On the military side, the vast effort underway to train an army must be matched by efforts to train police and local justices. Canada, France and Germany should be engaged to assist. Neighboring states should also provide observers and technical assistance. In military terms, striking at insurgents and terrorists is necessary but insufficient. Military and security operations must return primarily to the tried-and-true methods of counterinsurgency: winning the hearts and minds of the populace through civic action, small-scale economic development and positive daily interactions. Ten thousand Arab Americans with full language proficiency should be recruited to assist as interpreters. A better effort must be made to control jihadist infiltration into the country by a combination of outposts, patrols and reaction forces reinforced by high technology. Over time U.S. forces should be pulled back into reserve roles and phased out.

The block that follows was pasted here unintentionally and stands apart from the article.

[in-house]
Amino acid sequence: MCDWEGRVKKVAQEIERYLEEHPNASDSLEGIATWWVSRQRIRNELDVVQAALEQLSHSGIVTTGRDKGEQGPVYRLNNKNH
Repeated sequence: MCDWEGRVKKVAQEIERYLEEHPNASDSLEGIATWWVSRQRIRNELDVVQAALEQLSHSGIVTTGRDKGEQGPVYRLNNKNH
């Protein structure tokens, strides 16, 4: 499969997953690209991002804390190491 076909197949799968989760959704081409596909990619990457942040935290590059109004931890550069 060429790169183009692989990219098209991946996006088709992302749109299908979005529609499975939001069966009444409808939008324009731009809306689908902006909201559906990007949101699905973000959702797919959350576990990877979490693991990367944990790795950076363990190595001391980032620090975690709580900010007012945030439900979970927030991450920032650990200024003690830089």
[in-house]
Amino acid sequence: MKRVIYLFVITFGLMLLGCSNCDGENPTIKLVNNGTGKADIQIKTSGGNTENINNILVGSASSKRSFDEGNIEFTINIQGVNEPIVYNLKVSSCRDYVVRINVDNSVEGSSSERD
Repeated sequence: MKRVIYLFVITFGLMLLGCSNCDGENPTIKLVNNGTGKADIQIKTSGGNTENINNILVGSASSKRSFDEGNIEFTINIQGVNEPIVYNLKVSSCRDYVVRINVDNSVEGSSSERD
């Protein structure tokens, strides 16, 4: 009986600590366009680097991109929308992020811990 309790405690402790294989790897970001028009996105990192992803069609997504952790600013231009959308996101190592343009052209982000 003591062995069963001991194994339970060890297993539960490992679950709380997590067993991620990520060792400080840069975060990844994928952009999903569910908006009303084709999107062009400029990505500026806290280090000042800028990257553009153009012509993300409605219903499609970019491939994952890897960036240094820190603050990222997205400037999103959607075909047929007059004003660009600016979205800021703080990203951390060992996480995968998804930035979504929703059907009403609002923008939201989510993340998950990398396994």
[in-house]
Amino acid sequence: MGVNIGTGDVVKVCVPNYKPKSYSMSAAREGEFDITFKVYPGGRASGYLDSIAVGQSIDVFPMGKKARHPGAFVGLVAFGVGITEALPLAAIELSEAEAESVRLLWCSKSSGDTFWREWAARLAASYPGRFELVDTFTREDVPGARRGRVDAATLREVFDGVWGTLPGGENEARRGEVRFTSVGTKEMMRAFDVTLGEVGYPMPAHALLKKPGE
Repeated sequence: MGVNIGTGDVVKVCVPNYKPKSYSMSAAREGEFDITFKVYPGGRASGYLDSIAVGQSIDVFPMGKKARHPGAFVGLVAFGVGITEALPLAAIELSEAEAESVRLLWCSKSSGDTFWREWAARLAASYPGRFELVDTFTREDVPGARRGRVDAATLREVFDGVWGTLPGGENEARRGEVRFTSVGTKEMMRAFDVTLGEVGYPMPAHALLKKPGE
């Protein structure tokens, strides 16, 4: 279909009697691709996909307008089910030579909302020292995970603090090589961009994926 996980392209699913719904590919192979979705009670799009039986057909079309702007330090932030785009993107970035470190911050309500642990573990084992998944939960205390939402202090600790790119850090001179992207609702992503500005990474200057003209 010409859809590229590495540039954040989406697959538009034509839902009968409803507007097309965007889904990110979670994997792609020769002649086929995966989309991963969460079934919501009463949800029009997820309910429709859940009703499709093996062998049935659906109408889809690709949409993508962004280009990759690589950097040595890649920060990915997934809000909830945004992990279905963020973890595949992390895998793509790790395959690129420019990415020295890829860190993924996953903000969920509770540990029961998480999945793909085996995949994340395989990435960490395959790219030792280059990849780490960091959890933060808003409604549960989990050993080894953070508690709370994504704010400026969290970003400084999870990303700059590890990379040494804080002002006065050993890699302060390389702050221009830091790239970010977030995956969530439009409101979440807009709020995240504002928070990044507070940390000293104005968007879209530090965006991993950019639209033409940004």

There's a lot of great points there, and the Vulcans would do well to take them under advisement. Sadly, despite all the talk about how we won't "cut and run", it sure seems like that's what they're preparing for. I don't know how that's possible in the context of all those permanent forward-deployment bases we've set up there, but the current attitude of the beleaguered (by their own ineptitude) administration is that they'd be happy to leave it to Chalabi and friends. And you just never know who this guy keeps around as a "friend". Chalabi is little more than the usual distributor of thick envelopes, and as such, I have no doubt he'll have the place humming like his own personal Indian casino in several years.